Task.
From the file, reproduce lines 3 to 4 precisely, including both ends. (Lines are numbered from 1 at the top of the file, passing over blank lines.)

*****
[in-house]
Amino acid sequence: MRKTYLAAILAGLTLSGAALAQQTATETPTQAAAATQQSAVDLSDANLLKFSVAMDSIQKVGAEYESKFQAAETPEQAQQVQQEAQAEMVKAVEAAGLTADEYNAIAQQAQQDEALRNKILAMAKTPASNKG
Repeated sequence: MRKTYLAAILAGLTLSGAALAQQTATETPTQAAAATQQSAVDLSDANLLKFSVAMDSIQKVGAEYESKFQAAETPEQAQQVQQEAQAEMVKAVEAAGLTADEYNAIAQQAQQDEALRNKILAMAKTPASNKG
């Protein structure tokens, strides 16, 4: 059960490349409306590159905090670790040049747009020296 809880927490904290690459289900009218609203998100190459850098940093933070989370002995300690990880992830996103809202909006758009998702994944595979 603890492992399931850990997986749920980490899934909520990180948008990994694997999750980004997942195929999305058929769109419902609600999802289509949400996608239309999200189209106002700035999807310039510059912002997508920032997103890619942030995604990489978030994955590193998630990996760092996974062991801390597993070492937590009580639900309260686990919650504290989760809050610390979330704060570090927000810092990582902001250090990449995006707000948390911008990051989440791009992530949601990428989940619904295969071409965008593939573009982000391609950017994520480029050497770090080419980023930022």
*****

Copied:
Repeated sequence: MRKTYLAAILAGLTLSGAALAQQTATETPTQAAAATQQSAVDLSDANLLKFSVAMDSIQKVGAEYESKFQAAETPEQAQQVQQEAQAEMVKAVEAAGLTADEYNAIAQQAQQDEALRNKILAMAKTPASNKG
């Protein structure tokens, strides 16, 4: 059960490349409306590159905090670790040049747009020296 809880927490904290690459289900009218609203998100190459850098940093933070989370002995300690990880992830996103809202909006758009998702994944595979 603890492992399931850990997986749920980490899934909520990180948008990994694997999750980004997942195929999305058929769109419902609600999802289509949400996608239309999200189209106002700035999807310039510059912002997508920032997103890619942030995604990489978030994955590193998630990996760092996974062991801390597993070492937590009580639900309260686990919650504290989760809050610390979330704060570090927000810092990582902001250090990449995006707000948390911008990051989440791009992530949601990428989940619904295969071409965008593939573009982000391609950017994520480029050497770090080419980023930022």